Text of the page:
One of the topics I discuss in the opening chapters of The Knowledge is how quickly our asphalt roads would deteriorate after a collapse of civilisation, and so why it might be much easier for long-distance travel and trade in a post-apocalyptic world to use the abandoned railway tracks. Two artists have completed a fascinating exploration project along these lines.
Ivan Puig and Andrés Padilla Domene describe themselves as Los Ferronautas (from ferrocarriles, from ‘railway’ in Spanish) and spent 2010 and 2011 travelling along the rusting railways of rural Mexico, and the modern ruins scattered around them. In the second half of the 19th century, the Mexican government partnered with British companies to build a railway line to connect Mexico City with the Atlantic Ocean and the rest of the world. But now this historic railway infrastructure lies in ruins, much of it abandoned due to the privatisation of the railway system in 1995. It was deemed simply unprofitable to continue running the passenger services, and lines became cut off and whole communities isolated.
Wonderful on-line information resources like Wikipedia are only useful if your computer or mobile device has an active internet connection to access them. And if civilisation were ever to collapse, such vast reserves of human knowledge would evaporate within days as blackouts hit the servers and the internet collapses. This ingenious little device offers the perfect solution.
WikiReader is a compact handheld device that provides instant access to Wikipedia no matter where you are, and without needing any connection to the internet. The integral SD card stores the text of three million articles, and regular updates to this database can be downloaded for free. The monochrome display is easy to read, and the touch screen interface allows you to scroll through articles with the stroke of a finger, or follow hyperlinks with a simple tap. You can browse through at your leisure or find particular keywords using the dedicated Search button. History and Random buttons are also included. The ultra-low-power system means you can run it for months before needing to recharge the internal AAA batteries. WikiReader is compact and lightweight, perfect for keeping with you for looking up things while you read or travel, and can be slipped into a bug-out bag.
Buy WikiReader here
‘How to face the end of Civilisation’ features in Scott Meyer’s wickedly funny series of cartoons, Basic Instructions. Click on the image to see the full version on his website.
June Is National Audiobook Month, and to celebrate Tantor Audio are running an audiobook special offer through the month. Throughout June, The Knowledge audiobook will be discounted 50% on their website. The audiobook is unabridged and available as either audio CDs or MP3s. It is narrated by the remarkable John Lee, who has also narrated some of my favourite novels by Alistair Reynolds and Peter F. Hamilton. You can listen to a free sample of the audiobook here.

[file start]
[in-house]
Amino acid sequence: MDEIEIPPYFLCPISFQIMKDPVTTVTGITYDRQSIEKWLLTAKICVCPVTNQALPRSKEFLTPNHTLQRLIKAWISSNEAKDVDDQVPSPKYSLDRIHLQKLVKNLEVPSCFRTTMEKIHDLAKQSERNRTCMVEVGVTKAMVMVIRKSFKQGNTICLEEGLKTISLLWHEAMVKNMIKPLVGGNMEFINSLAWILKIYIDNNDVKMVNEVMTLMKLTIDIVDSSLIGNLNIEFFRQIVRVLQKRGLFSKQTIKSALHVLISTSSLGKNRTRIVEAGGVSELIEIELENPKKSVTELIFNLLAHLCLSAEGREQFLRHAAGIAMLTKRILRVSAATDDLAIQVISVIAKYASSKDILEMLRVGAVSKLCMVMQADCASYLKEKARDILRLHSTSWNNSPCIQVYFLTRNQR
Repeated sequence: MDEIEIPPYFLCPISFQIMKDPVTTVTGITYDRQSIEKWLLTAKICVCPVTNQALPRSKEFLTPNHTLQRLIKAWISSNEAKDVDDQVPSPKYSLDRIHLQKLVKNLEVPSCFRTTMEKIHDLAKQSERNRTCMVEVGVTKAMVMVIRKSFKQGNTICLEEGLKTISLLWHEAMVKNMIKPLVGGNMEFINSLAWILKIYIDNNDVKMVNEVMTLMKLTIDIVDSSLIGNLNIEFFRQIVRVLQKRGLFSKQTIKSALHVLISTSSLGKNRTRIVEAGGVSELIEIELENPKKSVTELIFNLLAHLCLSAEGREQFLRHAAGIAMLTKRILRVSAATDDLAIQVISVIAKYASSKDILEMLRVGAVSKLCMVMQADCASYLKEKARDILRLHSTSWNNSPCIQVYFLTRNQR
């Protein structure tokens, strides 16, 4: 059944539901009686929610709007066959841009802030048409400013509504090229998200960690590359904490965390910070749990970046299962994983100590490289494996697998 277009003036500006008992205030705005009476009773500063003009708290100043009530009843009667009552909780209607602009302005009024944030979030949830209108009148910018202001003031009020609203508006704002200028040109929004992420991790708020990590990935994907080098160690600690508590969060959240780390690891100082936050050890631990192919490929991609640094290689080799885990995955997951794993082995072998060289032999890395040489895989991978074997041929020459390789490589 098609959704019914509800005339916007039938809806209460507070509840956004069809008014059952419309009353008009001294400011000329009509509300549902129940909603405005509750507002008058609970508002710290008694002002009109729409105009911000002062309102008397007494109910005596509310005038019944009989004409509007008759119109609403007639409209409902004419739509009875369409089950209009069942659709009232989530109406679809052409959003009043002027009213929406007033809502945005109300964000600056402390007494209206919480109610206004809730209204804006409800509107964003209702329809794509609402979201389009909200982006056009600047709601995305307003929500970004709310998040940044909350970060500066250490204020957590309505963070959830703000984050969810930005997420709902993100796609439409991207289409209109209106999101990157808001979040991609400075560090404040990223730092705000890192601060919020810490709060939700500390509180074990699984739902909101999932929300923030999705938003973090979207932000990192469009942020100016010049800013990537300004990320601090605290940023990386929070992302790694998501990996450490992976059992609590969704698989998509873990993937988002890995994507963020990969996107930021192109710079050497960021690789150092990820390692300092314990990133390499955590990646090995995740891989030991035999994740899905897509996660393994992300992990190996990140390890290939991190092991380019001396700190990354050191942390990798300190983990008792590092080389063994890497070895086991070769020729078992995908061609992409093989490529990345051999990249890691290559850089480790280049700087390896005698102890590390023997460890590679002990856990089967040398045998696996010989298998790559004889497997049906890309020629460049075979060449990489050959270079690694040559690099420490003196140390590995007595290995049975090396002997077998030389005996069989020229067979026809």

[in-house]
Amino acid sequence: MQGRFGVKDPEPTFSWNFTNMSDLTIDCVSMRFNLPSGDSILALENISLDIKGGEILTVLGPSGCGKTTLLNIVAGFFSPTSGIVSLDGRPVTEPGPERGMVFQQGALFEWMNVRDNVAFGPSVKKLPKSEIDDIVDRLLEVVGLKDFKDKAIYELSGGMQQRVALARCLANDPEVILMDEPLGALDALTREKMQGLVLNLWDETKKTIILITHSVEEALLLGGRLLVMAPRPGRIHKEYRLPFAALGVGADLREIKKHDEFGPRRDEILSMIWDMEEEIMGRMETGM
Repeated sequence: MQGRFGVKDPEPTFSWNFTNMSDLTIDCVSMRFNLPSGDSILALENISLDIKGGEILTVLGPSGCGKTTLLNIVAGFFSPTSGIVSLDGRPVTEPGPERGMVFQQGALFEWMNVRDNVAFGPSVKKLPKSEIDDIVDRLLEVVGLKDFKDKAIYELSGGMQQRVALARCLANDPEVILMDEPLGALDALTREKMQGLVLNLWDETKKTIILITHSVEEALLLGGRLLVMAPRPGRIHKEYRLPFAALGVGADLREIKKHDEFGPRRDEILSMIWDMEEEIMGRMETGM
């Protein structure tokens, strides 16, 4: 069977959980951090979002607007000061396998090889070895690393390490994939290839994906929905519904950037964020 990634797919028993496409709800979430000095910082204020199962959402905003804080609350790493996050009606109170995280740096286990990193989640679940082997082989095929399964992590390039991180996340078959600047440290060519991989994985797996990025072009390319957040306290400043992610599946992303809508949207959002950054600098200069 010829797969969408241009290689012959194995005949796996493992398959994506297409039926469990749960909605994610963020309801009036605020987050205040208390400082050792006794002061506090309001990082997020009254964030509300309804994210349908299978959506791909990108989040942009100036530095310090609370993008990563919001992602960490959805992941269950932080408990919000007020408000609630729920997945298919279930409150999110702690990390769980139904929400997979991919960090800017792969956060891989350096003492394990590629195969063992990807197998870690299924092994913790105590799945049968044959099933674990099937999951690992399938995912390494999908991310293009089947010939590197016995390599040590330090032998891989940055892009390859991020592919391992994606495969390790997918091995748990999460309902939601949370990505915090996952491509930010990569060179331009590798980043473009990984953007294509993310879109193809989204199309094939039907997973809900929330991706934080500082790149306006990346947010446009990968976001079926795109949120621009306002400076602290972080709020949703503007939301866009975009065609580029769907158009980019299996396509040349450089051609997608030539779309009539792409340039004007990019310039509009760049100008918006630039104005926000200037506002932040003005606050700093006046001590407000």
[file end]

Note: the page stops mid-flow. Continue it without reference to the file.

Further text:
A wake-up call, encouraging us to leave our comfort zone and learn the basics of caring for ourselves in a disaster and it’s aftermath.
— Mixed Media Reviews
Last September I found myself gazing at the sunset over the London skyline. I was on the roof of Peckham’s multi-storey car park. There’s a multiplex cinema at the front, and the top three floors are home to a summer pop-up bar and sculpture show. The thought struck me that my next diorama project should be a ruin – a post apocalyptic diorama – and why not choose the very building I’m standing on…? My art practice employs architectural model-making to create photographic narratives and the idea of an overgrown but recognisable (at least to the people of Peckham) future ruin appealed. So here is my large-scale diorama of a post-apocalyptic Peckam…
Guest post by Nick Cobb
If our modern civilisation ever were to collapse – taking with it global communication technologies like the internet, satellites, cell phones and undersea cables – with the right knowledge it wouldn’t be too hard to reconstruct from scratch the means for communicating around the world. All you need is a radio set not much bigger than a couple of shoe boxes and a wire antenna strung between two trees. And the basic building block for electronics and reinstating long-distance radio communications, but still something you could build yourself, is the triode vacuum tube. Here’s how…
Guest post by Allen Hundley
My greatest concern, come the apocalypse, is how on Earth I’m going to transport all my looted groceries home from Sainsburys without my yoghurts getting punctured by falling debris. I don’t actually know how to drive, but I’m relying on the fact that the apocalypse will happen before I need to learn – and if these rugged vehicles are sufficiently big and ugly I’ll smash out my own roads, dammit. With the help of these beauties, *nothing* need stand in my way.
Guest post by Leila Johnston
On 8th May I gave a large public lecture about The Knowledge at the venerable Royal Institution. Although in a feat of forgetfulness I’d managed to leave my laptop on the tube on the way to the venue, the event went well and involved a number of demonstrations, including EXPLODING UNDERPANTS..! Watch the video of the event below, including the interview with Daily Telegraph journalist Tom Chivers and the Q&A with the audience. The themes of the book were also discussed after the public lecture on Twitter for a #RiChat, which is available on Storify to read through if you missed it. See also this list of upcoming events about The Knowledge.